Lennon, McCartney, Jagger, Richards, Bowie and others on the galvanic force of Little Richard on rock & roll
Another songwriting legend gone. Little Richard. Born in Macon, Georgia in 1932, he died today, May 9, 2020. He was 87.
Richard was, as he once declared, the “inventor,” the true architect of rock and roll. Not only a remarkable songwriter, singer, pianist and passionate performer, he was without question one of the most singularly galvanic forces in rock, a songwriter-performer so influential that rock & roll as we know it, if not for Richard, would not have been the same.
Evidence of this abounds. It’s there, of course, in Paul McCartney’s singing from the start, and songwriting, which was forever empowered and expanded by the spirit of Richard.
His songbook contains many of the first classics which defined rock and roll. A short list says it all” “Tutti Frutti,” “Slippin’ and Slidin’,” “Miss Ann,” “Long Tall Sally,” “Rip It Up,” “Good Golly, Miss Molly,” “Lucille,” and many others all came from the heart and soul of this man.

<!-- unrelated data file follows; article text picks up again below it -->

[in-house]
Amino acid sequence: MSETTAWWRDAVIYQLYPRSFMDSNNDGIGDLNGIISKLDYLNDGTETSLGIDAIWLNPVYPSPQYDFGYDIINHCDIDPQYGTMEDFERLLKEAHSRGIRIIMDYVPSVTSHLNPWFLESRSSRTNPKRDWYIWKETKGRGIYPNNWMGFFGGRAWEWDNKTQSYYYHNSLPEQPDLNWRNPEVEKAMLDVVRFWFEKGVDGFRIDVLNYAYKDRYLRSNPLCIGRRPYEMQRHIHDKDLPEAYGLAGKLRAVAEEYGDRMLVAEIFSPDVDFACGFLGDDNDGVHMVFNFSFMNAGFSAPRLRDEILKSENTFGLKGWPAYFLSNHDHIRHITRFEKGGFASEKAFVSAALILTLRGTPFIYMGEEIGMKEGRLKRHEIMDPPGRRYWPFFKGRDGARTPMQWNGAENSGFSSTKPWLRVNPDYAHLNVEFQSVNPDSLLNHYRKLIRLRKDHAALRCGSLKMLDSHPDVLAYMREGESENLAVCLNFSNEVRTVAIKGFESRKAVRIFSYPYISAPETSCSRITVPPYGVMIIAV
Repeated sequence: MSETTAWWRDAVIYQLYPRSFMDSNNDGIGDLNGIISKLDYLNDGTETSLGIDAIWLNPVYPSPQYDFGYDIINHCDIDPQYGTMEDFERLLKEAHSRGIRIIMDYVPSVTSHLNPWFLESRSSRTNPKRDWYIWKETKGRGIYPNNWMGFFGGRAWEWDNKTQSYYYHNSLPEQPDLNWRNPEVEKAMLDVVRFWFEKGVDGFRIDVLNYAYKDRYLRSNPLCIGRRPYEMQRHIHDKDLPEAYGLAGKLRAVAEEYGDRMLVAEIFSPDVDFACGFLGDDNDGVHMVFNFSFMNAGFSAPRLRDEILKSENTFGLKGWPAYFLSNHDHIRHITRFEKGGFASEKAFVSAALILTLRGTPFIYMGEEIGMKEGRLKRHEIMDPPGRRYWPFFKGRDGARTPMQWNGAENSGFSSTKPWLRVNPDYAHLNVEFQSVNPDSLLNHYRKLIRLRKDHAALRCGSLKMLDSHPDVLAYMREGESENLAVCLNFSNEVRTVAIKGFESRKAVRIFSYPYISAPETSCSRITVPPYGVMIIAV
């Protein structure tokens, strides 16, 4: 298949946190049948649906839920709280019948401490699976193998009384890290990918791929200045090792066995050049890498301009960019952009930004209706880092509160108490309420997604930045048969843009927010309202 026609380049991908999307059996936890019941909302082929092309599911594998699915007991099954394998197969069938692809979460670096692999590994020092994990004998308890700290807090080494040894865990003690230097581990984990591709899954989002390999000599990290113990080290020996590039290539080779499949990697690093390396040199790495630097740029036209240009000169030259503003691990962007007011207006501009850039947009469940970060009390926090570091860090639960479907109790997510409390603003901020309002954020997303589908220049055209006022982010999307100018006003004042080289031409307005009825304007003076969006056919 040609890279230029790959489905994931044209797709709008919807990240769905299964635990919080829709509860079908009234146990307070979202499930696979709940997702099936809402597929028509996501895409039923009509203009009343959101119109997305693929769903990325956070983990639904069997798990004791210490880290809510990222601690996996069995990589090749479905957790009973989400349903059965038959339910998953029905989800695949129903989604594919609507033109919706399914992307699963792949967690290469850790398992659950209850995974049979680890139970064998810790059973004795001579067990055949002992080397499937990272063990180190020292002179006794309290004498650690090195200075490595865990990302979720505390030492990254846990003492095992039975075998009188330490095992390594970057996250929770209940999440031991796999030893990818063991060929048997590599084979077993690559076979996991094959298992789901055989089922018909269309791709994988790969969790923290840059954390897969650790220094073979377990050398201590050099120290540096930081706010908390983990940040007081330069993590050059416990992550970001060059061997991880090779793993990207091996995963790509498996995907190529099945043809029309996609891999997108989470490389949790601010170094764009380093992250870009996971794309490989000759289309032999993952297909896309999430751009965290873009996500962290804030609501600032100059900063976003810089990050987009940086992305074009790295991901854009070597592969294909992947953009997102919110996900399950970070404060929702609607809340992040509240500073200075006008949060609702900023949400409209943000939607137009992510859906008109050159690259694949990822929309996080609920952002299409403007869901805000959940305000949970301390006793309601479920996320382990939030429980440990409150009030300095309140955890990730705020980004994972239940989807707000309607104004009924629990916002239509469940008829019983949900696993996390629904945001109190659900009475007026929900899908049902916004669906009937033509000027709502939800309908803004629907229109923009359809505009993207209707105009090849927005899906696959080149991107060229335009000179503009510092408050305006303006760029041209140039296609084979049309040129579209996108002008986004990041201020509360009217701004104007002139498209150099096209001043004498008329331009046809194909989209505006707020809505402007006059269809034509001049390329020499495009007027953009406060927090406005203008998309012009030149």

Here in the words of so many who came in his wake is the truth, that although other rockers received more credit for the birth and life of rock & roll, it was Little Richard who made the crucial difference in their lives. Although Elvis was dubbed the king of rock and roll, even he seemed to recognize that if Little Richard were white, he would have been the first to wear the crown. “He was the greatest,” Elvis said of Little Richard.
Not unlike the unabashed self-love and lack of false humility Muhammad Ali came to personify, Richard never shied away from embracing his glory, and agreed that he was the greatest.
“I think if Elvis were black,” he said, “he would not have done as well.”
In later years he turned this into a joke. “If Elvis is the king of rock & roll,” he said, “then I’m the queen.”
His influence on the arc of rock and roll is well-established. Countless legends of rock said that it was hearing his music for the first time that changed everything. Because of him, they knew that playing rock & roll was not merely an option. It was all that mattered.